A shopkeeper was out socialising. Beside him he overheard a group of people chatting about his shop. They described the shop as dirty, said it should be shut down. The shopkeeper interrupted to tell them he was upset listening as his shop was clean and compliant all round. The group apologised and said it wasn’t meant to be personal. He asked, if his shop was shut what would he do? They shrugged their shoulders.

This didn’t actually happen. It’s a yarn a 50-something farmer shared with me to describe how he feels he’s viewed by people who “detest dairy farming regardless of climate change”. I said this was a simplistic way of looking at things, that few people I encounter want to see this happening. Rather they want to support a just transition.

He replied that as an “honest hardworking farmer” he took the criticism as an attack on him personally. “It feels like I am being asked if I have stopped beating my wife, listening to non-farmer environmentalists and politicians talk about what I have been doing for a living for over 40 years.”

Dr Patrick Bresnihan, lecturer in Geography at Maynooth University, observed in a recent edition of the Reboot Republic podcast: “Beyond reducing emissions, I don’t think [the environmental side] really care what happens next.” That’s exactly what farmers believe too.

Qualified environmentalists and farmers have always engaged in robust discussion about the future direction of Irish agriculture and in large part it has been constructive. It’s an important alliance right now.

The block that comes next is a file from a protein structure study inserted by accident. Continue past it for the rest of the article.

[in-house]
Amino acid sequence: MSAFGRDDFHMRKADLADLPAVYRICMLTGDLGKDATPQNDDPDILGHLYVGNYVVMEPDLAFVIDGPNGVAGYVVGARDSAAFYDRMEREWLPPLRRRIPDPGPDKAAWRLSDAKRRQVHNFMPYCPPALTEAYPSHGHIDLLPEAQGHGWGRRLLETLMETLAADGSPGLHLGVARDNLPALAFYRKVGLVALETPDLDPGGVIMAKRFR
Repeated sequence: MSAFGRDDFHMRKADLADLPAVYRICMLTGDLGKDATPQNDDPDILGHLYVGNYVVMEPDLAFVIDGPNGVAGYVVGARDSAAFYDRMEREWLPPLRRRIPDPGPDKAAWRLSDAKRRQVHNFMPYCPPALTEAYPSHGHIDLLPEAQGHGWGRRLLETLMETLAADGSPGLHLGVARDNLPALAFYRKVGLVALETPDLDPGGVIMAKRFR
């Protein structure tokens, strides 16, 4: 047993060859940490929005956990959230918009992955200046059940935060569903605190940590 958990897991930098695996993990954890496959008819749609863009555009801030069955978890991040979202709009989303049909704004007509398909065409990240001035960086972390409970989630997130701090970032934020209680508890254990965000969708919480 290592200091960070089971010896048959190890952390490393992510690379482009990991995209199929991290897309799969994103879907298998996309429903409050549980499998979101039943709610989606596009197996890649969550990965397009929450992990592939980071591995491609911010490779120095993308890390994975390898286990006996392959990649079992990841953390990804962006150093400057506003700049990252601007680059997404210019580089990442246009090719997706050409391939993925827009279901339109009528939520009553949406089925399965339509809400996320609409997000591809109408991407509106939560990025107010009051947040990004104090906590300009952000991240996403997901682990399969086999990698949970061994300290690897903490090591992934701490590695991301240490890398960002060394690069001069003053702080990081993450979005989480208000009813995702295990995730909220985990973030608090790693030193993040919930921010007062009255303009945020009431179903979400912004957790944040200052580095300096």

What has become infuriating for farmers is when people with limited knowledge about the complexities of the farming sector have weighed into the discussion. Urban Green Party supporters are one example of a recently arrived small cohort suddenly with lots to say about how Irish farmers should do their job. Everybody is entitled to their opinion but some opinions, let’s just say, are best kept unsaid to avoid embarrassment.

For a party that aspires to have a positive impact in rural Ireland, they are let down when urban-focused politicians talk down to farmers. They should stay in their lane and leave it to their clued-in colleagues who do know lots about the complex makeup of Irish agriculture before chiming in with populist and patronising nonsense.

Farmers try to correct the record on wild assumptions which are made by people on social media but by the time they get around to defending themselves, the misinformation has already spread out of control. It is why a young Dutch-based farmer I spoke to earlier this summer told me she doesn’t bother to engage. “Some of them can dish it out but they can’t take it when we defend ourselves with facts,” was how she described some environmentalists she encountered on social media.


There are a few active farmers on social media who engage daily with environmentalists and vice-versa. There are many more farmers who would love to but are afraid for fear of being labelled “cruel” or being a “climate denier”. Neither farmer I spoke to wanted to be named due to that fear.

Green Party leader Eamon Ryan engaged in a constructive discussion with farmers on a panel which included IFA president Tim Cullinan at the recent Teagasc energy event in Gurteen College. Maybe next year, Minister Ryan might bring a few urban councillors with him to talk with farmers face to face about farming. There is a first time for everything.

Con Lucey

I was saddened to hear of the death of Con Lucey (former IFA economist). Con was always available to patiently help dissemble complex issues. He was a gentle man and a gentleman. May he Rest in Peace.